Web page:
Varicose Veins Laser Treatment: How Does It Work?

From hair to acne, wrinkles and tattoos, lasers have had great success in improving the quality and ease of many of today’s removal procedures, due to their unique ability to selectively destroy certain particles while leaving the surrounding tissue untouched.

And while lasers have traditionally been confined to topical treatments, surgeons have integrated non-invasive surgical techniques and laser technology to develop a procedure that safely and effectively removes varicose veins, without the hassle of expensive and painful vein stripping surgery.

What Are Varicose Veins?

Varicose veins are those ropy, engorged, often discolored blood vessels that are most often seen on the surface of the legs. Not to be confused with spider veins (their more superficial and less serious cousins) varicose veins often cause swelling, discomfort, and pain for those who suffer. While most medical professionals do not consider varicose veins to be an immediate health concern, anyone living with them will tell you that the social and personal costs are nothing to be scoffed at. Aside from the obvious cosmetic concerns, the lack of circulation can cause associated aches and pains, which unless understood, are often written off as untreatable.

What Causes Varicose Veins To Form?

Varicose veins are a result of malfunctioning valves in the circulatory system. These valves are needed to maintain a proper pressure gradient between the arteries that carry blood away from the heart and the veins that carry blood back to the heart. Without a properly functioning valve system, blood becomes increasingly difficult to transport against the force of gravity, especially in the lower extremities.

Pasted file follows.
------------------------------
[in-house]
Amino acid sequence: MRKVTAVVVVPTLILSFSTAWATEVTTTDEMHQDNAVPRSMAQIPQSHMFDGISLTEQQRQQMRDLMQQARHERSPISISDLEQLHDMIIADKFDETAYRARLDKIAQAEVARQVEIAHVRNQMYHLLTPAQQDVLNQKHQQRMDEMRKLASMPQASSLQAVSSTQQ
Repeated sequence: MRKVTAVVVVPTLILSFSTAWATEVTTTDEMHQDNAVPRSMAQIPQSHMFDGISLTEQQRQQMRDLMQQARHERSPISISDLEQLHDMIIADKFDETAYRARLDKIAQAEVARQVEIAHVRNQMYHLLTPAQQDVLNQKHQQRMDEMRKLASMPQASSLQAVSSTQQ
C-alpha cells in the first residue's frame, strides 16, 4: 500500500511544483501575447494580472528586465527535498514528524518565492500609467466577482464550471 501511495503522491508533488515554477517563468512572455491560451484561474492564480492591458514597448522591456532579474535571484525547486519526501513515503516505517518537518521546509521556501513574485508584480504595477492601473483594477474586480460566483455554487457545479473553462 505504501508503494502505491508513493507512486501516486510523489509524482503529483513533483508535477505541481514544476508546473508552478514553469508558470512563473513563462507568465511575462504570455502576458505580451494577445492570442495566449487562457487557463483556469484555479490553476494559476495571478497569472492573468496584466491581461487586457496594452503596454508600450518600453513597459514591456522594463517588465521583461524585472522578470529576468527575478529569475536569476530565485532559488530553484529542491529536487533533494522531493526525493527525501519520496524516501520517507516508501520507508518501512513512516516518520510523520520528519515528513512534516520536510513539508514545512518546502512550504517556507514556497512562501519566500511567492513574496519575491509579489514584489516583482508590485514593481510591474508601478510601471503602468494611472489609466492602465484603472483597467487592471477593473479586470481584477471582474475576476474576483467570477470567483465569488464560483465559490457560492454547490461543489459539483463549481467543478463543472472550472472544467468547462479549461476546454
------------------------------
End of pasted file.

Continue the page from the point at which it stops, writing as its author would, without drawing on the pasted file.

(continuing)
When these unidirectional valves lose their function, blood begins to reflux and pool in those veins most affected. This pooling of blood is thought to be the immediate cause of symptoms such as cramps, aches, and heaviness in the legs. In more severe cases the added pressure may cause varicose ulcers to form as a result of inflammatory mediators leaking out of the blood vessel into the surrounding tissue.

There are a number of risk factors that predispose one to developing this valve malfunction. Hormonal changes as a result of pregnancy, a history of blood clots, obesity, and occupational immobility are often cited as risk factors, but sometimes it is simply a matter of genetics.

How Does Laser Removal Work?

Laser removal is a procedure used to eliminate existing varicose veins quickly and effectively.  Utilizing specific wavelengths of light to selectively target and coagulate the oxy-hemoglobin contained in blood vessels, laser treatment causes the vein to collapse and be reabsorbed by the body. While in many cases the laser is used topically to remove small superficial veins, many of the damaged veins lie deep beneath the skin. By inserting a small catheter bearing a laser directly into the vein through the use of ultrasound, doctors are able to treat varicosities not readily seen by the naked eye.

What is most notable about laser removal is that this technique does not adversely affect the surrounding tissue, allowing for pinpoint accuracy and a low risk for complications such as scarring or infection. Patients do not need to undergo sedation and are most often back on their feet the very same day. This treatment does not however prevent new varicose veins from forming, and so it is often recommended alongside compression therapy, behavioral changes and a healthy lifestyle routine.

Because there are rare but serious risks associated with laser treatment it is always advised that you speak with a healthcare professional to determine which treatment plan is right for you.

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